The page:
Water Utility Management International 6.4 (2011) 16
The Philippine Water Revolving Fund: mobilizing private funds for public service delivery
Mary Joy Jochico and Alma Porciuncula
The Philippine Water Revolving Fund (PWRF) was conceptualized as a financing mechanism that leverages public with private sector funds in order to address the large number of Filipinos that have no access to a treated water supply. Here, Mary Joy Jochico and Alma Porciuncula review the experience of mobilizing private finance for public service delivery, the barriers to financing that had to be overcome, and the achievements to date.
Many people in the Philippines still do not have access to a piped water supply, a situation arising from a lack of private sector financing due to poor financial and operational capacity at utilities, unclear utility creditworthiness, political risk tied to regulatory issues and a lack of knowledge of the water sector marketplace. In order to address this, USAID (US Agency for International Development) set up the Philippines Water Revolving Fund Support Program (PWRF-SP) in 2005.
The PWRF-SP has four core financing interventions - the Water Revolving Fund mechanism, the LGUGC (Local Government Unit Guarantee Corporation) Credit Rating System, training on water project appraisal and technical assistance for project preparation. The PWRF mechanism allows for the co-financing of loans to utilities, mitigating much of the risk for private financial institutions (PFIs), providing a channel to attract private financing into the water utility marketplace. LGUGC plays a critical role in the use of the PWRF by providing a guarantee of up to 85% of a PFI’s financial exposure, and serving as an interlocutor between PFIs and utilities. The address the lack of knowledge within PFIs of the water market, project appraisal training and a guidebook were put together, in order to engage them, along with LGUGC and the Development Bank of the Philippines, in an exercise to evaluate financially viable water investment opportunities. Technical assistance for project development and transaction support provided help for utilities to develop new projects for PFIs to invest in, providing knowledge on available financing facilities and the mechanics behind assembling a proposal to access commercial funding.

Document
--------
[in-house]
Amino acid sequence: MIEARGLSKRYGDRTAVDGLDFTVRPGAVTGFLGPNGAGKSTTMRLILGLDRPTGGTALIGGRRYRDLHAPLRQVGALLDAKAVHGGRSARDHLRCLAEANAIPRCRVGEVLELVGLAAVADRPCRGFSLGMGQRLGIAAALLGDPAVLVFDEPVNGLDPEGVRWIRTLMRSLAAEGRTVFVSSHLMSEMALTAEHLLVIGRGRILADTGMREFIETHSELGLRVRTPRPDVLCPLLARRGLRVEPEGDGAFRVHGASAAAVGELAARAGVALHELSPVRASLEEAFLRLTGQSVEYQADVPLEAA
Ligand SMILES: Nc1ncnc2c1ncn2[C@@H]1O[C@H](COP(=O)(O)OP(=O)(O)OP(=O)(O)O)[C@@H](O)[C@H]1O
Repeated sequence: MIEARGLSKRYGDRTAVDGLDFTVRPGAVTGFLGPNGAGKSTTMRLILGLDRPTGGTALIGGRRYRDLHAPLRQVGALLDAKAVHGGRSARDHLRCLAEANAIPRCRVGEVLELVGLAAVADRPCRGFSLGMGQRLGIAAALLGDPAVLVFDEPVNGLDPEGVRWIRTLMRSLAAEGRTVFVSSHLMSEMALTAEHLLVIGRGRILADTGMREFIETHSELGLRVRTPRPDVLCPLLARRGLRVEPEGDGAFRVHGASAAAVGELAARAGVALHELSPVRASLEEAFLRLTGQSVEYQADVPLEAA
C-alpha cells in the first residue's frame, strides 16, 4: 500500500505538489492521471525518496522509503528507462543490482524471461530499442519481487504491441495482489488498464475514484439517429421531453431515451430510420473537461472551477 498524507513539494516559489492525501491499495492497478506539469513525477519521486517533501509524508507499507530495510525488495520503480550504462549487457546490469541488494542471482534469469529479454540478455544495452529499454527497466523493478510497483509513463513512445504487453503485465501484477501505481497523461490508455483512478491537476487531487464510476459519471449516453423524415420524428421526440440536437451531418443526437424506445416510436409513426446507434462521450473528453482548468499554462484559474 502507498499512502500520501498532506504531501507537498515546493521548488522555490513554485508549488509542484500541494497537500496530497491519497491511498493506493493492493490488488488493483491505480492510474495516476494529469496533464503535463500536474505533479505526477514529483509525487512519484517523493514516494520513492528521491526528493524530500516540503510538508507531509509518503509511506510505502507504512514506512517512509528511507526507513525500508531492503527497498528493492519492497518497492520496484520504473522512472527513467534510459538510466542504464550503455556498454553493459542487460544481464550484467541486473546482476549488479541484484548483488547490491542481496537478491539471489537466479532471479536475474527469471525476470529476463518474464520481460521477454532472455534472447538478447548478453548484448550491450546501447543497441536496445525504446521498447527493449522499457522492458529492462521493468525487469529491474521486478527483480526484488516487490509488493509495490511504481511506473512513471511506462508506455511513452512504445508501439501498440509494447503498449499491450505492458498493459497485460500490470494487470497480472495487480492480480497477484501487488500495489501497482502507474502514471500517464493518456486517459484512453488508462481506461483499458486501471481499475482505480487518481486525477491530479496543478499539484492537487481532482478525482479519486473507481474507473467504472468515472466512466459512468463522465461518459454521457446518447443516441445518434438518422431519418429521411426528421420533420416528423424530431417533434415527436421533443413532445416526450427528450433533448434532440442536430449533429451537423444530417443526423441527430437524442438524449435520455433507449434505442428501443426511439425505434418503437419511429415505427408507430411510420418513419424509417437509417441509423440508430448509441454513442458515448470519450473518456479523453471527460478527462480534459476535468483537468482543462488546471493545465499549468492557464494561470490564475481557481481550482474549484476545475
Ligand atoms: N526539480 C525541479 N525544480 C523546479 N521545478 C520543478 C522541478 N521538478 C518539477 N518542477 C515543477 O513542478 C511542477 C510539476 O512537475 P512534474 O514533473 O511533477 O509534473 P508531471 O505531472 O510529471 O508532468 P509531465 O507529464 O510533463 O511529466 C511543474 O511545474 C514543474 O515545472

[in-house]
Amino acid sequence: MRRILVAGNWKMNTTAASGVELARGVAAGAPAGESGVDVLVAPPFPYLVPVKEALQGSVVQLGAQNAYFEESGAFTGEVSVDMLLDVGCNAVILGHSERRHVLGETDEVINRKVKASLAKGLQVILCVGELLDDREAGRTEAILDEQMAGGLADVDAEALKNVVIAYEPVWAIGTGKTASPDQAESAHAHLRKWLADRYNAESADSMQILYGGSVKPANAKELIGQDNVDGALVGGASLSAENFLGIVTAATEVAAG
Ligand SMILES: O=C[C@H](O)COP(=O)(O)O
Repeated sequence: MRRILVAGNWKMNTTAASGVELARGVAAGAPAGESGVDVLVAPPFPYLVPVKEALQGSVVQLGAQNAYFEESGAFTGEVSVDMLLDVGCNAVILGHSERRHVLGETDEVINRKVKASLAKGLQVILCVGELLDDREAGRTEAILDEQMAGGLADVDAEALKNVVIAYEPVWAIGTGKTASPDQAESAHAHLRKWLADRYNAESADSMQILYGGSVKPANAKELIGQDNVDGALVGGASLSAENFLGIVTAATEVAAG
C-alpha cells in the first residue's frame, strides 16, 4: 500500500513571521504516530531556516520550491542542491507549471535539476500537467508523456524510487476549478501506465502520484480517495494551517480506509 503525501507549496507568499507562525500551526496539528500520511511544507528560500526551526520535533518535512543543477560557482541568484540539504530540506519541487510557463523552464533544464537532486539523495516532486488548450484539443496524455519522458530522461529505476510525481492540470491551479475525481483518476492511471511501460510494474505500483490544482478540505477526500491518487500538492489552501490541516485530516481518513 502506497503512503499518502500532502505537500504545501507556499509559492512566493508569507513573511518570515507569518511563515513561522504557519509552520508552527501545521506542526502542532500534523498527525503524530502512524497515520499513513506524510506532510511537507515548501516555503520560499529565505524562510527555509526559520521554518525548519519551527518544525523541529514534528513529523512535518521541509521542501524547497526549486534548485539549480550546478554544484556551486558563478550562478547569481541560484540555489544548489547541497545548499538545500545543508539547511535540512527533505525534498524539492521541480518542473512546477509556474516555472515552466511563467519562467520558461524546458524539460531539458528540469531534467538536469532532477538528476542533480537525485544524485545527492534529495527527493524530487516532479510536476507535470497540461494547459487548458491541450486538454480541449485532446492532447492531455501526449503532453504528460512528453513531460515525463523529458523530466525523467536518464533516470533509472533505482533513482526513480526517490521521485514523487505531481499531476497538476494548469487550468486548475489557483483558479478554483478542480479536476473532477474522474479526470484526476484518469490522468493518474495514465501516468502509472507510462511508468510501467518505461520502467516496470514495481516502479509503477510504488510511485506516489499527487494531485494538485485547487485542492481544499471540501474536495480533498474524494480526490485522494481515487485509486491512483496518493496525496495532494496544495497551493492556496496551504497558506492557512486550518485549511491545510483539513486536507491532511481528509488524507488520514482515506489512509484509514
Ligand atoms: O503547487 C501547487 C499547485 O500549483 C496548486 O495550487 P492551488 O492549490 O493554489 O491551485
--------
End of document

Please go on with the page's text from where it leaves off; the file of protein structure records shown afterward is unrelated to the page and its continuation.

This set of technical products and training have led to as of the end of October 2011, the financial closure of 21 water supply projects, with a total cost of US$95 million, of which US$58 million came from commercial bank funds. These projects will provide safe water access or improved services to over two million Filipinos, and the financing structure for water sector projects has been changed to where private banks are now major players. USAID, through the PWRF-SP, is now addressing long-term policy issues needed to deepen and sustain investments in the sector, and is assisting the Philippine Government to establish a rationalization programme for the allocation of public resources, as well as looking into the potential of investment from pension funds.
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